Cable Companies Can Afford Lousy Service

Our cable TV service wasn’t working; with one week’s notice, I was able to get a service person, but my wife or I had to be available at the house the entire day of the scheduled visit, fouling up our schedules and making work difficult for us. (Sadly, we cannot afford a butler!) The cable company is a monopoly, and its price is outrageously high.

Simple economics tells us that the economic cost of monopoly is the underproduction generated by the high monopoly price.

Another cost is the lousy service that monopolists provide — including the time the monopolist makes you spend waiting so that he can keep costs low and earn higher profits. With competing providers, service would be better — and time wouldn’t be wasted — since lousy service would cause people to switch to competitors, forcing all to offer better service.

Monopolists, however — including my cable company — have a lot of latitude, as it will take even worse service than this to get me to switch to satellite TV. Over time, as services like cable form an increasing share of people’s spending, and as the opportunity cost of people’s time keeps rising while their spending power grows, this cost of monopoly — its deadweight loss — will be ever more harmful to the economy.

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  1. frankenduf says:

    an extension of this argument is that privitization of telecommunications harms society- this is why Japan has streaming video and we have verizon’s shoddy internet connections

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  2. bev says:

    Part of the “deadweight loss,” it seems to me, is the requirement that we buy a lot of channels we don’t want, in order to get the few that we do. Cable companies are not alone in this. With much of the modern technology, we are told of all the things we can do with the new gizmo, like programming your VCR for the next year, when, in fact, we don’t have time to do that. So we end up paying for a lot of stuff that we’ll never use, but we’re held hostage because the technology only comes in bundles.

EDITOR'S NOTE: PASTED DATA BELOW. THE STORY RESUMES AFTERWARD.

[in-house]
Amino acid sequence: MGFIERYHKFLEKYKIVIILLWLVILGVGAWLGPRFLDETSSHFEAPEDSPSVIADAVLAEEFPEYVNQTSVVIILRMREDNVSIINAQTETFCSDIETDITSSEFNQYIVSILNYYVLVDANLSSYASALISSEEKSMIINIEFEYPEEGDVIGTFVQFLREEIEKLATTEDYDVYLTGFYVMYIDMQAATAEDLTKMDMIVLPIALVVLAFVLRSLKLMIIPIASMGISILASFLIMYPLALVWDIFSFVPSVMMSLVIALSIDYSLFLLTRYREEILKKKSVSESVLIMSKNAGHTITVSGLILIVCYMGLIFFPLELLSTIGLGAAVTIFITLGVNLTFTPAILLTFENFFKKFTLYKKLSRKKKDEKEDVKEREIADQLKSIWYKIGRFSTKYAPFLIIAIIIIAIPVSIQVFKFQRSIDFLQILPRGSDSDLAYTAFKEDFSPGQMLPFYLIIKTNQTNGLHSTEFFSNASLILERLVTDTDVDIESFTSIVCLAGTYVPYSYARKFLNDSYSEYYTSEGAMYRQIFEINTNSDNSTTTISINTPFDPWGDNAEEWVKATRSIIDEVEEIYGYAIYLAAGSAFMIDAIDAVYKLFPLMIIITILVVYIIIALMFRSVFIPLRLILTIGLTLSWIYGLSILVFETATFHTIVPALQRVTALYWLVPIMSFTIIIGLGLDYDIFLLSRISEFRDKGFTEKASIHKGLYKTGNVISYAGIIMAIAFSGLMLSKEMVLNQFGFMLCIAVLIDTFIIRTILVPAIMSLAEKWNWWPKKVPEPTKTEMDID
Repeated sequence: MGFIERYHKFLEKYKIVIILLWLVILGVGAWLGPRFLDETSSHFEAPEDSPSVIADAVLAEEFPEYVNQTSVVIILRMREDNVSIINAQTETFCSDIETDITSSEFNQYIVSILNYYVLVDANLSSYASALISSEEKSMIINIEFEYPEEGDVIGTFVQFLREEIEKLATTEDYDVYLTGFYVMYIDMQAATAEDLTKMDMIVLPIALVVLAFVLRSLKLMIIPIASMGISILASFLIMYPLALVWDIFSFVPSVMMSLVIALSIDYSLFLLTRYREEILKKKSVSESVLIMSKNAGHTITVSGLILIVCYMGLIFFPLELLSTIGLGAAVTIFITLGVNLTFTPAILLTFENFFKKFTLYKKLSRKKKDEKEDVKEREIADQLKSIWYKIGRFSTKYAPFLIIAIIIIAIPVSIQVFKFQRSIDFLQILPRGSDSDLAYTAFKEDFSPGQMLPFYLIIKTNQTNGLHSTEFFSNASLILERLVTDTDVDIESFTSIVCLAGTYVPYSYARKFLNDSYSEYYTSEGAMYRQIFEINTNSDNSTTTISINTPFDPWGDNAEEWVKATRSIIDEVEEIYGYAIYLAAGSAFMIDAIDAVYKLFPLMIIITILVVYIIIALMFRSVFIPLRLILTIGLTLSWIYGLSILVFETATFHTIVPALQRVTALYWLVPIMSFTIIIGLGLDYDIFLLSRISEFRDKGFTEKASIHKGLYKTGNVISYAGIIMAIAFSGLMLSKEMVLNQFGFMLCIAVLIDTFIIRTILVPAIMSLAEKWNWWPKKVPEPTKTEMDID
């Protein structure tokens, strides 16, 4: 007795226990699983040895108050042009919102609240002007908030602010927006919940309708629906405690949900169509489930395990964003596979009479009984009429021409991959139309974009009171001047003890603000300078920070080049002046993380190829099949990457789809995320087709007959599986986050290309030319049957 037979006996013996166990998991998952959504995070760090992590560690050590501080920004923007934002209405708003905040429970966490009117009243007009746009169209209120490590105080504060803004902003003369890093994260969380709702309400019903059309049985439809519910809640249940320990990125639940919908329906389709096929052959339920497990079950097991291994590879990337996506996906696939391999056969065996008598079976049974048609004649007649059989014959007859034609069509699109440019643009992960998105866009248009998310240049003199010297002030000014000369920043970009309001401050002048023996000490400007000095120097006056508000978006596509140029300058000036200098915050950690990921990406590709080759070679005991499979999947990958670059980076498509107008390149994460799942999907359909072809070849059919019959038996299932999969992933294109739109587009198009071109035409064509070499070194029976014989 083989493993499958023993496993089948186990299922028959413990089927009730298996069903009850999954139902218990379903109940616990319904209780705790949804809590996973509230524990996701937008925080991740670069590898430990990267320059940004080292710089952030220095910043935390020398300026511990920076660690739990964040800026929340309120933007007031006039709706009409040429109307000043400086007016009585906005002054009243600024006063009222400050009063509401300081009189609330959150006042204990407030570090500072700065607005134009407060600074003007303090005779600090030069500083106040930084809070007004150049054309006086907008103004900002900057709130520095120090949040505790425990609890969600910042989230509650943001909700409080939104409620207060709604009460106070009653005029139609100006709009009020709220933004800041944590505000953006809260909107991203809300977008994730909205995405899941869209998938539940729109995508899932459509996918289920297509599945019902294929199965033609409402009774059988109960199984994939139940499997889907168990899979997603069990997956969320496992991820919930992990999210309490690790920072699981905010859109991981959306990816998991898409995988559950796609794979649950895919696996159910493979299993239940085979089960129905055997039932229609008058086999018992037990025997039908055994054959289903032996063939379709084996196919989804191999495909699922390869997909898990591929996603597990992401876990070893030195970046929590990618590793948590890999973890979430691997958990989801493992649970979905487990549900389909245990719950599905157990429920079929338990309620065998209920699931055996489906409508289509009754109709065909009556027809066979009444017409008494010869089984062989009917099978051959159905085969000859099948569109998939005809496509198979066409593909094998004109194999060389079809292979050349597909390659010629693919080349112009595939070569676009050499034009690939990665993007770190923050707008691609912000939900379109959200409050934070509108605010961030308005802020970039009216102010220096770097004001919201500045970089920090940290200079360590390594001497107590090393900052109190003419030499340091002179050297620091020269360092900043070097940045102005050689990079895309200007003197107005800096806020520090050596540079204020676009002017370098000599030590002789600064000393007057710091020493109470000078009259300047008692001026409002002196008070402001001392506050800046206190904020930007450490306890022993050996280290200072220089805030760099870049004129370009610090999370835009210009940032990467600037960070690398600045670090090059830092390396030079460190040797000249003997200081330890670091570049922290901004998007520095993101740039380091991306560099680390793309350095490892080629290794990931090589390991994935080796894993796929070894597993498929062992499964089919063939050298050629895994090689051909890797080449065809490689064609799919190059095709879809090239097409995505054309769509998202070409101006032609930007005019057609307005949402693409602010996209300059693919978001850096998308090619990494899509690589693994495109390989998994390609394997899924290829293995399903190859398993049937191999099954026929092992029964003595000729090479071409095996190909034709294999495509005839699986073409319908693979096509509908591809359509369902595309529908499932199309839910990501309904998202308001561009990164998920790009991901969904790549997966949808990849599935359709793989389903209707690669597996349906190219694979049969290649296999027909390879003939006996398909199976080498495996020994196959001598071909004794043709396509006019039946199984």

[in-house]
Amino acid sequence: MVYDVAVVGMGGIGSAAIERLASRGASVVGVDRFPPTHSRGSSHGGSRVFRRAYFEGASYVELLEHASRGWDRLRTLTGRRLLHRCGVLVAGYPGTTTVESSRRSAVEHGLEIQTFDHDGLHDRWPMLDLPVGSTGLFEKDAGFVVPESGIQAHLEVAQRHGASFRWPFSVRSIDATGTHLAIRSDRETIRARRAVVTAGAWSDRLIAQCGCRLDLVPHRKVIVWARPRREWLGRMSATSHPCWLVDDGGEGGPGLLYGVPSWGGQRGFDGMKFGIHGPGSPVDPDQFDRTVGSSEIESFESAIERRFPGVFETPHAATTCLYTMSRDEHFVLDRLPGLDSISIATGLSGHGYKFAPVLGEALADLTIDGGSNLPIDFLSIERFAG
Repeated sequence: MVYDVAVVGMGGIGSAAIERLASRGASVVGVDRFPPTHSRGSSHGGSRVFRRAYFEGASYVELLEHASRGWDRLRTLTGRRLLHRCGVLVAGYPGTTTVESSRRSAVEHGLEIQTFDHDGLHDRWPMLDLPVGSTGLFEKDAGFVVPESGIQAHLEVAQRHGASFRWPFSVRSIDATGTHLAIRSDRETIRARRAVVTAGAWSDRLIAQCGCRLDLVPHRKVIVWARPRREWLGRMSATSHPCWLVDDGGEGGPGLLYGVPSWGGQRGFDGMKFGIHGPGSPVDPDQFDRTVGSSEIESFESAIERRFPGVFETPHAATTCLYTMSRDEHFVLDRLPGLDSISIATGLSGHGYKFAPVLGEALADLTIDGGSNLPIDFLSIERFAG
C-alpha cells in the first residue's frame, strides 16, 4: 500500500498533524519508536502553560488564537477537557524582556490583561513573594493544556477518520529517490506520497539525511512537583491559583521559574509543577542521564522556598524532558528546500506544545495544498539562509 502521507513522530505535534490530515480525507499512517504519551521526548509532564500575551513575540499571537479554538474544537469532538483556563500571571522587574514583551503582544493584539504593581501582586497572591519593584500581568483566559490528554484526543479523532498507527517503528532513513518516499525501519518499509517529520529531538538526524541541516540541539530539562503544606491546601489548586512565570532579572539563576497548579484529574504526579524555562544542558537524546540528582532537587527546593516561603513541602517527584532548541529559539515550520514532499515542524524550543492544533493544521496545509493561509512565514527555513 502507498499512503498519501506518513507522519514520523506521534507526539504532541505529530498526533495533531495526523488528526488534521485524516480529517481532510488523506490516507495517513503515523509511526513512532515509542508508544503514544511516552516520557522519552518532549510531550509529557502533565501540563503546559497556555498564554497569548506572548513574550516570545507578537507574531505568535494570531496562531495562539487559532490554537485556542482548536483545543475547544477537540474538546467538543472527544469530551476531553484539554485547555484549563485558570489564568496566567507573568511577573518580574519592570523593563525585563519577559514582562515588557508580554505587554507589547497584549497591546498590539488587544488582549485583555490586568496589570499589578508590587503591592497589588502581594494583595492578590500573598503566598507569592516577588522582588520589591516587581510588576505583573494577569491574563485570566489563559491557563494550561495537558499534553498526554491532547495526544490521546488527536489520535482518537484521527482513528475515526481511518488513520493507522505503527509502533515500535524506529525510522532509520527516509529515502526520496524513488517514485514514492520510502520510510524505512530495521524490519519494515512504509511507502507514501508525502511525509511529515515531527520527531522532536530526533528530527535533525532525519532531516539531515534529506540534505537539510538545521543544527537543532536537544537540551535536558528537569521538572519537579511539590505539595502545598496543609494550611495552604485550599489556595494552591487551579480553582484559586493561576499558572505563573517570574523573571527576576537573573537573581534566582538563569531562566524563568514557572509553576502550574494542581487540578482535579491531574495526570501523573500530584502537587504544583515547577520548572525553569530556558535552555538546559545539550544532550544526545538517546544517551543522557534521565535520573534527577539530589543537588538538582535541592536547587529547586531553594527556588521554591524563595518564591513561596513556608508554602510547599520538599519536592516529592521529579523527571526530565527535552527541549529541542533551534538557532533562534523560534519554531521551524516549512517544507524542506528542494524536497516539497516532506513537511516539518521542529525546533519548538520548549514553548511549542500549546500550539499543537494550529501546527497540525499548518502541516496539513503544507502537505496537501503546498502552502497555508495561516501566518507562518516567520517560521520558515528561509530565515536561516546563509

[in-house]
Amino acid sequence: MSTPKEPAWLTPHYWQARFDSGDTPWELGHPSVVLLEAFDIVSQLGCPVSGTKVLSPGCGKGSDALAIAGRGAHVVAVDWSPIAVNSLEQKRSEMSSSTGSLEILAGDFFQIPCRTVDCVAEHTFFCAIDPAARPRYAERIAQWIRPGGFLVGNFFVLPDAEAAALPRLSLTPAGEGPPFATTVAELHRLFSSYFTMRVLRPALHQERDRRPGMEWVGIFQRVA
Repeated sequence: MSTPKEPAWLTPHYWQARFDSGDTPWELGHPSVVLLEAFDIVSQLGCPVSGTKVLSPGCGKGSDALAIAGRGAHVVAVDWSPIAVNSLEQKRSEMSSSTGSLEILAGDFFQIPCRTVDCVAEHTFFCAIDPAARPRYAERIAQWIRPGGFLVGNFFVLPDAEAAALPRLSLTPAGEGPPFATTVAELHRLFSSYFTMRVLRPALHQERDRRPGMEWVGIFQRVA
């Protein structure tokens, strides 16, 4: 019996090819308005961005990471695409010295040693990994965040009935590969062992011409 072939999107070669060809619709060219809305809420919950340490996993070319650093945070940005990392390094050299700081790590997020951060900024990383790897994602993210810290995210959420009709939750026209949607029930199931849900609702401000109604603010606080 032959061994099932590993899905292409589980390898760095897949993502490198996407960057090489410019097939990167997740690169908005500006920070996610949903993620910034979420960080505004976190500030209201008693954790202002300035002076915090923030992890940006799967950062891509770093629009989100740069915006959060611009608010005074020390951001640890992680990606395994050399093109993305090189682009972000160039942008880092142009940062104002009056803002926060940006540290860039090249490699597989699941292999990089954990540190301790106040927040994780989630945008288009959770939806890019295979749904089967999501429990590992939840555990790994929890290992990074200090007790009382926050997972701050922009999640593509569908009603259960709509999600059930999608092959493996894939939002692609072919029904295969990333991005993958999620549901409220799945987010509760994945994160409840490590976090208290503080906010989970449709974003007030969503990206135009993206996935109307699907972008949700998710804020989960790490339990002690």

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  3. Cliff says:

    The odd thing about the Cable companies is that the telephone companies offer so much better service. I’ve waited for weeks to get my cable internet resolved, but dsl gets fixed the next day. I don’t get it.

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  4. nickels flatbag says:

    simple solution: get rid of cable. believe me, your not missing much.

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  5. Gerald M. Taylor says:

    Let’s look at the flip side: unlimited competition. Flown in an airline lately? The more flights there are, the worse the service. Someone is missing something here.

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  6. Karen Ann says:

    Cliff, when I was waiting to get my DSL fixed it was 4 weeks of hell on dial up…. where as if I hadn’t signed up for the year ‘contract’ with my telephone company ~saving maybe 2$ per month~ I could have changed to and hooked up Cable internet in 2 days.

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  7. Mitch says:

    Why won’t you switch to satellite? It’s cheaper, more flexible and only marginally less reliable.

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  8. John says:

    Cable companies a monopoly? In North America? I think not — the direct broadcast satellite companies likely agree with me. As do some of the larger telcos in admittedly limited markets. The real problem is weak or presumed to be weak franchising authorities at the local level where such still exist and the state-wide franchising bodies in the states that have created them. If the franchising bodies require the cable companies within their jurisdiction to provide shorter repair windows and penalized the providers if they miss specific mean-time to repair metrics (as is done in both NYC and LA) then the problem you wrote of would have been lessened.

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